A Government report has revealed large gaps between the
incomes of graduates from different degree courses, with those
who studied medicine earning nearly three times those taking
performing arts. Tertiary Education Minister Steven Joyce
welcomed the Ministry of Education report on the career income
prospects of people taking various tertiary subjects, saying it
would be useful for students when considering their career
''It's very clear that study at higher levels improves your
career prospects. I encourage young people to take every
advantage they can of their tertiary study opportunities to
obtain the skills to compete in the modern world,'' he said.
The report, being released today, reveals a large gap in the
earning power of different subjects, with medical school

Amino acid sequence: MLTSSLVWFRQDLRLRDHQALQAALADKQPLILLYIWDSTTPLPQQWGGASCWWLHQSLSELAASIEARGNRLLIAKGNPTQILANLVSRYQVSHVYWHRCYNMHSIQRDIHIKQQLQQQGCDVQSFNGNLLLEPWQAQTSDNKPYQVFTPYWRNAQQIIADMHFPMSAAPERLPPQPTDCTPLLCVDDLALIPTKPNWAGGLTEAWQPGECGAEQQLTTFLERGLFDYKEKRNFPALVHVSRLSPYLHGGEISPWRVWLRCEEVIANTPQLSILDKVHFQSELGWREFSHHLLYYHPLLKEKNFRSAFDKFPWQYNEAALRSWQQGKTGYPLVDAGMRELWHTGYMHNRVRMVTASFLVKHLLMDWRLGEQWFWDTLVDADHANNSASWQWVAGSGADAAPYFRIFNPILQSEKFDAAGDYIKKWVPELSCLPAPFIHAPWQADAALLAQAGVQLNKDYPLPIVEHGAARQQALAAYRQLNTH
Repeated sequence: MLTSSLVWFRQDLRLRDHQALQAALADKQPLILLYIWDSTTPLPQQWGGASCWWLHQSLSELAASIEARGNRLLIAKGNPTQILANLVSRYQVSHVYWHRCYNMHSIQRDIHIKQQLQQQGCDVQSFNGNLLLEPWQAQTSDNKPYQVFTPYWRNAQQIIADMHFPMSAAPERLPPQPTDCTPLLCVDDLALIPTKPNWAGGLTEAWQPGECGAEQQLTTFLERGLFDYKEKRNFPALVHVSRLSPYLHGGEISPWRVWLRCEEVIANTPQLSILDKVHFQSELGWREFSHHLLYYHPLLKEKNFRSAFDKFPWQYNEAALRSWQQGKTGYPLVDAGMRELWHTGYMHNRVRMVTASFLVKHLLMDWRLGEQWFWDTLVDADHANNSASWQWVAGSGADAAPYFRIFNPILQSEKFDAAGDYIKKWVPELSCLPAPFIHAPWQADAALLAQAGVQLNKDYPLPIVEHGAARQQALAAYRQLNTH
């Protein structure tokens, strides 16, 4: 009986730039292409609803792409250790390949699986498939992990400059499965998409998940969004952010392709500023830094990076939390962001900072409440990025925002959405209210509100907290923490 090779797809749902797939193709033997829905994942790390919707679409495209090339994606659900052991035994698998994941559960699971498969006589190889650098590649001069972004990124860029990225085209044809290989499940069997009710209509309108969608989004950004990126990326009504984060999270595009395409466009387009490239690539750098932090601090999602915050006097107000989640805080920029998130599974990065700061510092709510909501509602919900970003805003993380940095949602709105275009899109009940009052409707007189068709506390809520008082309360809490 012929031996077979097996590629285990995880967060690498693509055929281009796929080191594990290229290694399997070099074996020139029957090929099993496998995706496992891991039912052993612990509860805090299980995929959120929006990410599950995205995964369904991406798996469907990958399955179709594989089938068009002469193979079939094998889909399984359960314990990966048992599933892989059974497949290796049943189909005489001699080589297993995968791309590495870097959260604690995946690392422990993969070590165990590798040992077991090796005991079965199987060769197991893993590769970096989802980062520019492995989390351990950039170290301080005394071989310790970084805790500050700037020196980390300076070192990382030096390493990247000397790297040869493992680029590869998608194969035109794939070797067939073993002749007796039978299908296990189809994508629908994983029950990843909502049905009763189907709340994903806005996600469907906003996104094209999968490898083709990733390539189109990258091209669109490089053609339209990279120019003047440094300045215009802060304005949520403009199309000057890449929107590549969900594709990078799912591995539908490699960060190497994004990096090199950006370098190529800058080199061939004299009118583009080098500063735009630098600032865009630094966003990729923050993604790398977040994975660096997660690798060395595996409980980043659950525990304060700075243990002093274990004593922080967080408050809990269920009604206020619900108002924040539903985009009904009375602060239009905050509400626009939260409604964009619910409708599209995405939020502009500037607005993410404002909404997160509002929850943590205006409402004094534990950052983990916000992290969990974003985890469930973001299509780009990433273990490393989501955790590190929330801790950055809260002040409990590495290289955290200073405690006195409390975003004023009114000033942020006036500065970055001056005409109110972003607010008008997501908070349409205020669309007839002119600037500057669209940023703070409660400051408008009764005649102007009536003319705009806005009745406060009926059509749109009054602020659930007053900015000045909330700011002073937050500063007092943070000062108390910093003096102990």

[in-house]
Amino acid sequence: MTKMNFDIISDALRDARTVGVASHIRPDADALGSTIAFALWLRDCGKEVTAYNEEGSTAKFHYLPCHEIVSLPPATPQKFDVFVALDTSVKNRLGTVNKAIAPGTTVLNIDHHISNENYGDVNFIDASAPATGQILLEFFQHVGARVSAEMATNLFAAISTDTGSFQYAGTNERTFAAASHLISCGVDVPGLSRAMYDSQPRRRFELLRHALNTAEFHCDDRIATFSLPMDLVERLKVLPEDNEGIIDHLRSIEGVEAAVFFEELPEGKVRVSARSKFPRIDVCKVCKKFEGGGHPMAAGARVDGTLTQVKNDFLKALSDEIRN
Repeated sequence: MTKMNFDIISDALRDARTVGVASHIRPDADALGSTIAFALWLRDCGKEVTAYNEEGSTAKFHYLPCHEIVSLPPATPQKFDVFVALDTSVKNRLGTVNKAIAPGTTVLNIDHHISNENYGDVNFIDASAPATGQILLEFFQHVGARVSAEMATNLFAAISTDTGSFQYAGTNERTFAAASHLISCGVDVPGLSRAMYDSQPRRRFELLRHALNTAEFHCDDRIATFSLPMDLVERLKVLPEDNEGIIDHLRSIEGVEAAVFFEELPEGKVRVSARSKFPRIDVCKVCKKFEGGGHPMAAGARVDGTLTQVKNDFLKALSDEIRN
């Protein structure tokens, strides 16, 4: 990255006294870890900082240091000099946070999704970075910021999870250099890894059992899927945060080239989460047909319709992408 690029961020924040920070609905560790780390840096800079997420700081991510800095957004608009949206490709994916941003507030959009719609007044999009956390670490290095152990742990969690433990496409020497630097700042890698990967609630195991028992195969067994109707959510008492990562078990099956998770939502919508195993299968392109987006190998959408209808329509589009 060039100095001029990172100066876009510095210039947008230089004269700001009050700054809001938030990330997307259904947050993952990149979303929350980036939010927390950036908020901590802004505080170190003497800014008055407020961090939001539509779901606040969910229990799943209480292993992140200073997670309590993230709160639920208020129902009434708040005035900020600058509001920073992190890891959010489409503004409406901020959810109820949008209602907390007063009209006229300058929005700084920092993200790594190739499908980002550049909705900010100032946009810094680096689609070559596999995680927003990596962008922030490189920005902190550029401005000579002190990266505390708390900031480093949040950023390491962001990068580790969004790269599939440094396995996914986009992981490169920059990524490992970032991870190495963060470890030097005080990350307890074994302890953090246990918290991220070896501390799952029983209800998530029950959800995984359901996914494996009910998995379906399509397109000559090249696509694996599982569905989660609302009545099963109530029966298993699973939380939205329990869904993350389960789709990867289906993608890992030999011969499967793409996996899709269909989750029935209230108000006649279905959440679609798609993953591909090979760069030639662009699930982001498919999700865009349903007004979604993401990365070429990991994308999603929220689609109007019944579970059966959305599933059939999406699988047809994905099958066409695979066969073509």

graduates the top earners, with a median income of $109,977
five years after they graduated and performing arts graduates
earning the least, with a median income of $35,552 five years
after finishing study.
Mr Joyce said the data would be used by Careers New Zealand
in a new online tool allowing students to compare earnings by
qualification and field of study.
''The choice of study is very much a decision for students
and their families. The Government has committed to provide
better information to assist in making those choices, for the
benefit of students and for the very significant investment
taxpayers make in tertiary education,'' he said.
This report, called ''Moving on up - What young people earn
after their tertiary education'', would complement a new
report from the Ministry of Business, Innovation and
Employment on the demand outlook for major occupations, due
out next month, he said.
Income five years after graduating from selected courses.